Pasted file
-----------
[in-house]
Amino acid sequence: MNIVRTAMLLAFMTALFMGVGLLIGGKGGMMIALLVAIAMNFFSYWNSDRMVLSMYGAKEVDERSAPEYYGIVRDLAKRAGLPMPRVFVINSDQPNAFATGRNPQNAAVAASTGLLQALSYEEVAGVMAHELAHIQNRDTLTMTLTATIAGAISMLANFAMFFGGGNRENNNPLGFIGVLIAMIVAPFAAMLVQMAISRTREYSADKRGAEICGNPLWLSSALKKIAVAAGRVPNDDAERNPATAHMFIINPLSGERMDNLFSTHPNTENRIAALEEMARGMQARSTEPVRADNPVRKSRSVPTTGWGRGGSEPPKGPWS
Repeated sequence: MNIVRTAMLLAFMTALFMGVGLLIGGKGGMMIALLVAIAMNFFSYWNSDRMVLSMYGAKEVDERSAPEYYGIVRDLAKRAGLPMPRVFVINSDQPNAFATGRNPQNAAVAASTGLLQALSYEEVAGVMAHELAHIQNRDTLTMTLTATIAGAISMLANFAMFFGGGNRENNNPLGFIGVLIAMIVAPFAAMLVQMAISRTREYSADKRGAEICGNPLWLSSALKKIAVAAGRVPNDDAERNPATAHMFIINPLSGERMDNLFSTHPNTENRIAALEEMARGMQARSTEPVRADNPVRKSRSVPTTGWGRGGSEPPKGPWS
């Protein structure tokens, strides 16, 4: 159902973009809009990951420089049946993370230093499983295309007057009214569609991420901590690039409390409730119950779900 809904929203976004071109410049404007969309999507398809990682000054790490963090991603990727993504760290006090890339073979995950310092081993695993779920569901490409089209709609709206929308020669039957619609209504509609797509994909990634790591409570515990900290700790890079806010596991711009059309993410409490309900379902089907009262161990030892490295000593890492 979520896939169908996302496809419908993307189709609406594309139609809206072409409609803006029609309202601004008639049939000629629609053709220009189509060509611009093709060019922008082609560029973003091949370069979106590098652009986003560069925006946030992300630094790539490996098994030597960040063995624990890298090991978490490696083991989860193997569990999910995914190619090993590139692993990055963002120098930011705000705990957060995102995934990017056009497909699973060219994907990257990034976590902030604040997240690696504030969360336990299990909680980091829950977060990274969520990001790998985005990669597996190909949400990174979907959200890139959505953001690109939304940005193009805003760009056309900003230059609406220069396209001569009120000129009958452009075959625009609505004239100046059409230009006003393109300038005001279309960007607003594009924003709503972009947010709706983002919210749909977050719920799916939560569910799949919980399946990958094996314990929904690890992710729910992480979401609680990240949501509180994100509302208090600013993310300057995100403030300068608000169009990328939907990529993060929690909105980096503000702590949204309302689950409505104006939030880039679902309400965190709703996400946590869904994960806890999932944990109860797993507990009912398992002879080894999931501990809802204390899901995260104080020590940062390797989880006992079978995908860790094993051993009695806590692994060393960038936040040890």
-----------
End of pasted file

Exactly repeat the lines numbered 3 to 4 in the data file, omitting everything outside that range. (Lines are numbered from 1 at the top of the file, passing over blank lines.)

Repeated sequence: MNIVRTAMLLAFMTALFMGVGLLIGGKGGMMIALLVAIAMNFFSYWNSDRMVLSMYGAKEVDERSAPEYYGIVRDLAKRAGLPMPRVFVINSDQPNAFATGRNPQNAAVAASTGLLQALSYEEVAGVMAHELAHIQNRDTLTMTLTATIAGAISMLANFAMFFGGGNRENNNPLGFIGVLIAMIVAPFAAMLVQMAISRTREYSADKRGAEICGNPLWLSSALKKIAVAAGRVPNDDAERNPATAHMFIINPLSGERMDNLFSTHPNTENRIAALEEMARGMQARSTEPVRADNPVRKSRSVPTTGWGRGGSEPPKGPWS
């Protein structure tokens, strides 16, 4: 159902973009809009990951420089049946993370230093499983295309007057009214569609991420901590690039409390409730119950779900 809904929203976004071109410049404007969309999507398809990682000054790490963090991603990727993504760290006090890339073979995950310092081993695993779920569901490409089209709609709206929308020669039957619609209504509609797509994909990634790591409570515990900290700790890079806010596991711009059309993410409490309900379902089907009262161990030892490295000593890492 979520896939169908996302496809419908993307189709609406594309139609809206072409409609803006029609309202601004008639049939000629629609053709220009189509060509611009093709060019922008082609560029973003091949370069979106590098652009986003560069925006946030992300630094790539490996098994030597960040063995624990890298090991978490490696083991989860193997569990999910995914190619090993590139692993990055963002120098930011705000705990957060995102995934990017056009497909699973060219994907990257990034976590902030604040997240690696504030969360336990299990909680980091829950977060990274969520990001790998985005990669597996190909949400990174979907959200890139959505953001690109939304940005193009805003760009056309900003230059609406220069396209001569009120000129009958452009075959625009609505004239100046059409230009006003393109300038005001279309960007607003594009924003709503972009947010709706983002919210749909977050719920799916939560569910799949919980399946990958094996314990929904690890992710729910992480979401609680990240949501509180994100509302208090600013993310300057995100403030300068608000169009990328939907990529993060929690909105980096503000702590949204309302689950409505104006939030880039679902309400965190709703996400946590869904994960806890999932944990109860797993507990009912398992002879080894999931501990809802204390899901995260104080020590940062390797989880006992079978995908860790094993051993009695806590692994060393960038936040040890």